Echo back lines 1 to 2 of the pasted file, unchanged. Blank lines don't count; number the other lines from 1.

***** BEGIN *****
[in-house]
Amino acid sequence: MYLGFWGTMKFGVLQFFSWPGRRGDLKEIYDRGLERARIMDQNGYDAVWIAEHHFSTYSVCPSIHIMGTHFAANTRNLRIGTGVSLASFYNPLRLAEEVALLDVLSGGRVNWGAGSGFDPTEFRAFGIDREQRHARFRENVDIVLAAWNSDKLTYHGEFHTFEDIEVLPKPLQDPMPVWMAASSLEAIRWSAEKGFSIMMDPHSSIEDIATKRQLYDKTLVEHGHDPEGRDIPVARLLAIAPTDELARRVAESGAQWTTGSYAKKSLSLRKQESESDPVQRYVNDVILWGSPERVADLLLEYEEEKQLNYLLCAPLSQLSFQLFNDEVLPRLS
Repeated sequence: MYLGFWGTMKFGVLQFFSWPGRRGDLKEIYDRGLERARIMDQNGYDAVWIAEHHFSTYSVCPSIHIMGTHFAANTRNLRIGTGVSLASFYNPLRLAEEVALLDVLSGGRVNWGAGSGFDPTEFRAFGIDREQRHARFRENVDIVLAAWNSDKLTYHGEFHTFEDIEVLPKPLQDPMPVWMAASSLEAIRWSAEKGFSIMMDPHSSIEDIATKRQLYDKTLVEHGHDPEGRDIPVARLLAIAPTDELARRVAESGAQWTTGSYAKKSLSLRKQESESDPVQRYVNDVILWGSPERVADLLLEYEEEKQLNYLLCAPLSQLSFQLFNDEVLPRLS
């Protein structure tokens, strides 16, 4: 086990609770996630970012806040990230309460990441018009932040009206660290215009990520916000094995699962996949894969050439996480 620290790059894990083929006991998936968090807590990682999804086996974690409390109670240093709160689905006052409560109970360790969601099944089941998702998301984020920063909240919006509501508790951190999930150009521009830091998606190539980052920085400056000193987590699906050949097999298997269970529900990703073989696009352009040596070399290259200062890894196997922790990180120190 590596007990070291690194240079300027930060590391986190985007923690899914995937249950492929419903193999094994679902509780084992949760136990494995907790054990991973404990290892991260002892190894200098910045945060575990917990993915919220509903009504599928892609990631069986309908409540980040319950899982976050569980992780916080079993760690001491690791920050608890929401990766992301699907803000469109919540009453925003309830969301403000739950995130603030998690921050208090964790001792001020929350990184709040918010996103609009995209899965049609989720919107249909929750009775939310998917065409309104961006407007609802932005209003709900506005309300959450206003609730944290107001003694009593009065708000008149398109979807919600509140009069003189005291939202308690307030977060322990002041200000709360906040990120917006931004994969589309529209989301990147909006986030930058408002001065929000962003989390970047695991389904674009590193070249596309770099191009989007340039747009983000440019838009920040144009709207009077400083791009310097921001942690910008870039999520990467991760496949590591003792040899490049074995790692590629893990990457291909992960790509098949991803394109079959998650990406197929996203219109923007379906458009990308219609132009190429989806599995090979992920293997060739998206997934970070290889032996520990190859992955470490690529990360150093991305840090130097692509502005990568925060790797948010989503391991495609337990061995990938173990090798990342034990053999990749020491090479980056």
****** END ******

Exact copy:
[in-house]
Amino acid sequence: MYLGFWGTMKFGVLQFFSWPGRRGDLKEIYDRGLERARIMDQNGYDAVWIAEHHFSTYSVCPSIHIMGTHFAANTRNLRIGTGVSLASFYNPLRLAEEVALLDVLSGGRVNWGAGSGFDPTEFRAFGIDREQRHARFRENVDIVLAAWNSDKLTYHGEFHTFEDIEVLPKPLQDPMPVWMAASSLEAIRWSAEKGFSIMMDPHSSIEDIATKRQLYDKTLVEHGHDPEGRDIPVARLLAIAPTDELARRVAESGAQWTTGSYAKKSLSLRKQESESDPVQRYVNDVILWGSPERVADLLLEYEEEKQLNYLLCAPLSQLSFQLFNDEVLPRLS